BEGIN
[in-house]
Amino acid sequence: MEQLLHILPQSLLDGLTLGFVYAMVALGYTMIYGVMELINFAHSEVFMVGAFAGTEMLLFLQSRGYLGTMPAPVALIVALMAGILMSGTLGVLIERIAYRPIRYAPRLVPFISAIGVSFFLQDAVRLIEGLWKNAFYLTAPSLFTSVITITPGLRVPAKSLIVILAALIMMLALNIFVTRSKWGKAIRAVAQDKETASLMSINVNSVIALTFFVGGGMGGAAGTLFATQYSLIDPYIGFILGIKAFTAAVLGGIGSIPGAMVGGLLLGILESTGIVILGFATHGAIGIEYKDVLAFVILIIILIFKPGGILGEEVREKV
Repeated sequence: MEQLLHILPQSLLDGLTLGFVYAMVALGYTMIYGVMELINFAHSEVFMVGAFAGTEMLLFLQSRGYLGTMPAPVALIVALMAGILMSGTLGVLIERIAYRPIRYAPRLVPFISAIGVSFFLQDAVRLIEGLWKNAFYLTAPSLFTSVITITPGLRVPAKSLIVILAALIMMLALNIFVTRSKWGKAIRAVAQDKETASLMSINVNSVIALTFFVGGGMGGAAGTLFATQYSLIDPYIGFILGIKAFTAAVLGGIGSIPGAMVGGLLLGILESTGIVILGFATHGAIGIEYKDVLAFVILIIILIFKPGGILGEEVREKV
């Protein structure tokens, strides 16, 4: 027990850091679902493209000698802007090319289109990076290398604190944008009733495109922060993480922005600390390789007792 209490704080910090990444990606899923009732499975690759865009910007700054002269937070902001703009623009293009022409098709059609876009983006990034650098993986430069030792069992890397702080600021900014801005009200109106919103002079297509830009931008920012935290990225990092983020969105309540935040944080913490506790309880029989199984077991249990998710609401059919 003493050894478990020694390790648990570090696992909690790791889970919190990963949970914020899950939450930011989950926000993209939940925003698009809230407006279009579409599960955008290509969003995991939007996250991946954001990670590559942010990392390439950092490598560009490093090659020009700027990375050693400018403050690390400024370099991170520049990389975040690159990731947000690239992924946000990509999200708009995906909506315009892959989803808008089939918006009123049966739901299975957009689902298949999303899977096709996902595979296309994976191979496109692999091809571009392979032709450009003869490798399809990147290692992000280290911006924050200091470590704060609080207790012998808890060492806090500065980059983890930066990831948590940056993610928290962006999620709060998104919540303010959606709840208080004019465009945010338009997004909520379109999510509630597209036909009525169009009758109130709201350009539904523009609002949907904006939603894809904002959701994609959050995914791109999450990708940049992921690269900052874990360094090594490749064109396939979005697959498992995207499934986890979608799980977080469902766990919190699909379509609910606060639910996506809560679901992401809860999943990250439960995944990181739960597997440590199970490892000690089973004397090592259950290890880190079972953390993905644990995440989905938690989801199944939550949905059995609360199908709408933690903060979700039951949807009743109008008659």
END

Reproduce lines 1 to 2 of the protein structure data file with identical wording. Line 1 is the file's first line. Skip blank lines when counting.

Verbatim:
[in-house]
Amino acid sequence: MEQLLHILPQSLLDGLTLGFVYAMVALGYTMIYGVMELINFAHSEVFMVGAFAGTEMLLFLQSRGYLGTMPAPVALIVALMAGILMSGTLGVLIERIAYRPIRYAPRLVPFISAIGVSFFLQDAVRLIEGLWKNAFYLTAPSLFTSVITITPGLRVPAKSLIVILAALIMMLALNIFVTRSKWGKAIRAVAQDKETASLMSINVNSVIALTFFVGGGMGGAAGTLFATQYSLIDPYIGFILGIKAFTAAVLGGIGSIPGAMVGGLLLGILESTGIVILGFATHGAIGIEYKDVLAFVILIIILIFKPGGILGEEVREKV